The scenario is:

  1. svn cp or mv some file
  2. modify that file
  3. svn diff > mypatch

On other machine (same working copy, but no changes):

  1. Try to apply mypatch.
  2. Fail -> tries to modify unexistant file.

How can I make svn diff produce patch-appliable patch, or cleanly apply patch produced by svn diff in this case? I can't commit. I would like to preserve mergeinfo (because the obvious workaround is to add the file as totally new, without connection to the previous one).

4 Answers 4


With subversion, you can specify which diff binary to use, and parameters to pass to it. See the manual on svn diff.

You'd want to produce a regular patch file from a svn diff, so you'd want the svn diff to look like a normal diff. Try this:

svn diff --diff-cmd /usr/bin/diff -x "-i -b" > mypatch
patch -p0 < mypatch

Proof of concept:

echo "newline" >> README.txt
svn diff --diff-cmd /usr/bin/diff -x "-i -b" > mypatch
cp README.txt README.txt.patched
svn revert README.txt
patch -p0 < mypatch
diff README.txt README.txt.patched

No difference in the two files after patching.

  • 3
    This doesn't work if there are property changes between branches though. Commented Feb 10, 2009 at 20:59
  • 6
    This isn't working for me. The patch file that is produced still shows the copied file as being a modification of an original file (e.g. it has lines beginning with - as well as lines that don't begin with - or +). Furthermore, an attempt at patching yields: "12 out of 14 hunks FAILED -- saving rejects to file". Have you tried this with a source file that actually has content, and a destination file that has content different from the source file? Commented Jan 7, 2011 at 13:09
  • 1
    i was looking for the exact same thing, and this worked a charm, thanks
    – nivanka
    Commented Jan 20, 2012 at 4:38
  • 2
    Following OP's steps (svn mv, modify the new file) and your commands for diffing and patching, I get the same result as OP stated - patch complains that the new file doesn't exist, so it doesn't know what to patch. Commented Jul 8, 2017 at 2:39

If you want to get rid of the svn properties as well in your patches, there is an option for that:

svn diff --patch-compatible > mypatch.diff

svn help diff says:

  --patch-compatible   : generate diff suitable for generic third-party
                         patch tools; currently the same as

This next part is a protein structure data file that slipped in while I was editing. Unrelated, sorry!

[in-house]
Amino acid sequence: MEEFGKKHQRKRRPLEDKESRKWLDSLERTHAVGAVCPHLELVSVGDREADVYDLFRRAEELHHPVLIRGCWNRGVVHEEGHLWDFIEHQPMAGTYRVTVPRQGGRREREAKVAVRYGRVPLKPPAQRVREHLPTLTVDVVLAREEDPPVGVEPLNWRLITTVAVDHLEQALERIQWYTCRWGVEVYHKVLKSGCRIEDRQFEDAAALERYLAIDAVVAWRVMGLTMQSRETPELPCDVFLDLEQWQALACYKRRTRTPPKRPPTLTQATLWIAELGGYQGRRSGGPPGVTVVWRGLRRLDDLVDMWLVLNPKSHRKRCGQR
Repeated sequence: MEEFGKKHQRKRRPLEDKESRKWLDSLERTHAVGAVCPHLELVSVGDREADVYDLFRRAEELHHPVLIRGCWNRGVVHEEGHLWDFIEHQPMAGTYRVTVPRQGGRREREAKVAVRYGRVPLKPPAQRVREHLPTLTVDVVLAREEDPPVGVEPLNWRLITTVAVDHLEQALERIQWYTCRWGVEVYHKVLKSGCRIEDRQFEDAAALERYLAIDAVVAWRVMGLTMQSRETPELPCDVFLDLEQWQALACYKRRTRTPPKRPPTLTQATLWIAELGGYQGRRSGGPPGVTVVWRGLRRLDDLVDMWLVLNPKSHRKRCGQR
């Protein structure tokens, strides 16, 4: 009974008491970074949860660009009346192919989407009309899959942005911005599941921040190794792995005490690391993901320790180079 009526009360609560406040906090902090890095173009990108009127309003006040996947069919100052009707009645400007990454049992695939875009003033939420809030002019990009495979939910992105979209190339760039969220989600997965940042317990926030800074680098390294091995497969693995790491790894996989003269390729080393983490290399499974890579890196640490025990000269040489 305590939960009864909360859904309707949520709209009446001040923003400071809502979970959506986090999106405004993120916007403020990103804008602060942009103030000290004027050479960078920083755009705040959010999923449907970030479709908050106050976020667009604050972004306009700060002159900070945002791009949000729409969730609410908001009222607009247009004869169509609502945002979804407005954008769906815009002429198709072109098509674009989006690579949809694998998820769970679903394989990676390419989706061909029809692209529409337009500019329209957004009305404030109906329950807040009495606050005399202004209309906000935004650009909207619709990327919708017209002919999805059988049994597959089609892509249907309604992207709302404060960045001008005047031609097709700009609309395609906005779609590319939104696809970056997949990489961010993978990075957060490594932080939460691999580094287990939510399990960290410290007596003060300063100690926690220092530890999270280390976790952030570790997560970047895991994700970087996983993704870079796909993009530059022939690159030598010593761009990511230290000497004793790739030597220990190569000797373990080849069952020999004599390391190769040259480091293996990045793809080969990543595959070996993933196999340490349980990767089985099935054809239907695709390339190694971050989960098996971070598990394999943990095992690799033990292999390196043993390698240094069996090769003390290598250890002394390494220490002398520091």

--show-copies-as-adds --ignore-properties

Patches created this way are supposed to be compatible with the good old plain patch utility.

  • 2
    This came closer to the expected result than the answer with more votes. This one actually removes the content from the file that was moved, and adds the correct modifications for the new file. But it shows the original file as simply modified and having no content, and the new file as an unversioned file. Still, this is the best answer I see so far to the original question. Commented Jul 8, 2017 at 2:47

Have you tried the --show-copies-as-adds option mentioned on the svn diff web page and described on the svn options page?.


Without understanding the specific scenario you're trying to work upon its hard to identify why you'd want to do this. I get the feeling you're trying to make controlled changes in an isolated environment so to avoid impacting other users/applications.

Could you solve this problem by;

  • Create a branch for your code change
  • Perform your copy/move and changes on the branch
  • Get the other party to switch to this new code branch and carry on sharing this branch

When you've both agreed with the changes merge back into trunk using the --reintegrate argument and rm the branch?

This would * Maintain merge-info * Identify the copy/move and changes in version control * Still isolate changes from other users * Would prevent incomplete changes during step 2 being an issue as you could just add more changes and update

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